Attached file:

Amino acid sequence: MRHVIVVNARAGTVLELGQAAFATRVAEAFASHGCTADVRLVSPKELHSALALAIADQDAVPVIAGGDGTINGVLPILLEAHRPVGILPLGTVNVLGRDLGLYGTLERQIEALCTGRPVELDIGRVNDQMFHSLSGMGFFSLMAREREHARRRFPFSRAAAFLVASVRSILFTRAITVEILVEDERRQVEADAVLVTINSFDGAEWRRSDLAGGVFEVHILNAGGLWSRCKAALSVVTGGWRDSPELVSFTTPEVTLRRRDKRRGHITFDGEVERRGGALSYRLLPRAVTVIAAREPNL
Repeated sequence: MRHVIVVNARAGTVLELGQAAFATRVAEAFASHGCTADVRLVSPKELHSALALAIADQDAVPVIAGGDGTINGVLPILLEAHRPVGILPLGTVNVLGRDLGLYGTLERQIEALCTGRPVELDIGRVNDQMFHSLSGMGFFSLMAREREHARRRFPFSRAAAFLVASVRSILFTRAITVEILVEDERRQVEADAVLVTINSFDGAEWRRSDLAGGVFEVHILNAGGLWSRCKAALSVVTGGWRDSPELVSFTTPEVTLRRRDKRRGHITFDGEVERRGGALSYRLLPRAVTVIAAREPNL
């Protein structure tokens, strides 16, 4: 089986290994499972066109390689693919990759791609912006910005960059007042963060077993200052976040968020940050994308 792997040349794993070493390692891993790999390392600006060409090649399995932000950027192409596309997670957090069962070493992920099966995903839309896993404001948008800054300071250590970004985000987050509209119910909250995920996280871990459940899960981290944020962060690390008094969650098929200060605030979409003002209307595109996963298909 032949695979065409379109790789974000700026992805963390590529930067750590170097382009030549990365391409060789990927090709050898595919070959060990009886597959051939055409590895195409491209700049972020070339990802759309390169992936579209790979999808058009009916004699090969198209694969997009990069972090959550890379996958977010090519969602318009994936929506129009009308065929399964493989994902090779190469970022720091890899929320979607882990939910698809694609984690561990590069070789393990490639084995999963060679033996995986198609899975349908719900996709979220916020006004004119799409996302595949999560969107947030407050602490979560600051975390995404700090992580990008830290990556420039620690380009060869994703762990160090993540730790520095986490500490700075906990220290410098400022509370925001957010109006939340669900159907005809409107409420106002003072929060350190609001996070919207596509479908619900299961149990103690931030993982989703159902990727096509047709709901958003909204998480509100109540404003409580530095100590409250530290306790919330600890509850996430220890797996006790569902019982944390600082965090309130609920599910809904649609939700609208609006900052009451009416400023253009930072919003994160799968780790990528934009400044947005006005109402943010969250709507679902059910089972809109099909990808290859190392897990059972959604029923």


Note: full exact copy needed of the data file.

Amino acid sequence: MRHVIVVNARAGTVLELGQAAFATRVAEAFASHGCTADVRLVSPKELHSALALAIADQDAVPVIAGGDGTINGVLPILLEAHRPVGILPLGTVNVLGRDLGLYGTLERQIEALCTGRPVELDIGRVNDQMFHSLSGMGFFSLMAREREHARRRFPFSRAAAFLVASVRSILFTRAITVEILVEDERRQVEADAVLVTINSFDGAEWRRSDLAGGVFEVHILNAGGLWSRCKAALSVVTGGWRDSPELVSFTTPEVTLRRRDKRRGHITFDGEVERRGGALSYRLLPRAVTVIAAREPNL
Repeated sequence: MRHVIVVNARAGTVLELGQAAFATRVAEAFASHGCTADVRLVSPKELHSALALAIADQDAVPVIAGGDGTINGVLPILLEAHRPVGILPLGTVNVLGRDLGLYGTLERQIEALCTGRPVELDIGRVNDQMFHSLSGMGFFSLMAREREHARRRFPFSRAAAFLVASVRSILFTRAITVEILVEDERRQVEADAVLVTINSFDGAEWRRSDLAGGVFEVHILNAGGLWSRCKAALSVVTGGWRDSPELVSFTTPEVTLRRRDKRRGHITFDGEVERRGGALSYRLLPRAVTVIAAREPNL
């Protein structure tokens, strides 16, 4: 089986290994499972066109390689693919990759791609912006910005960059007042963060077993200052976040968020940050994308 792997040349794993070493390692891993790999390392600006060409090649399995932000950027192409596309997670957090069962070493992920099966995903839309896993404001948008800054300071250590970004985000987050509209119910909250995920996280871990459940899960981290944020962060690390008094969650098929200060605030979409003002209307595109996963298909 032949695979065409379109790789974000700026992805963390590529930067750590170097382009030549990365391409060789990927090709050898595919070959060990009886597959051939055409590895195409491209700049972020070339990802759309390169992936579209790979999808058009009916004699090969198209694969997009990069972090959550890379996958977010090519969602318009994936929506129009009308065929399964493989994902090779190469970022720091890899929320979607882990939910698809694609984690561990590069070789393990490639084995999963060679033996995986198609899975349908719900996709979220916020006004004119799409996302595949999560969107947030407050602490979560600051975390995404700090992580990008830290990556420039620690380009060869994703762990160090993540730790520095986490500490700075906990220290410098400022509370925001957010109006939340669900159907005809409107409420106002003072929060350190609001996070919207596509479908619900299961149990103690931030993982989703159902990727096509047709709901958003909204998480509100109540404003409580530095100590409250530290306790919330600890509850996430220890797996006790569902019982944390600082965090309130609920599910809904649609939700609208609006900052009451009416400023253009930072919003994160799968780790990528934009400044947005006005109402943010969250709507679902059910089972809109099909990808290859190392897990059972959604029923």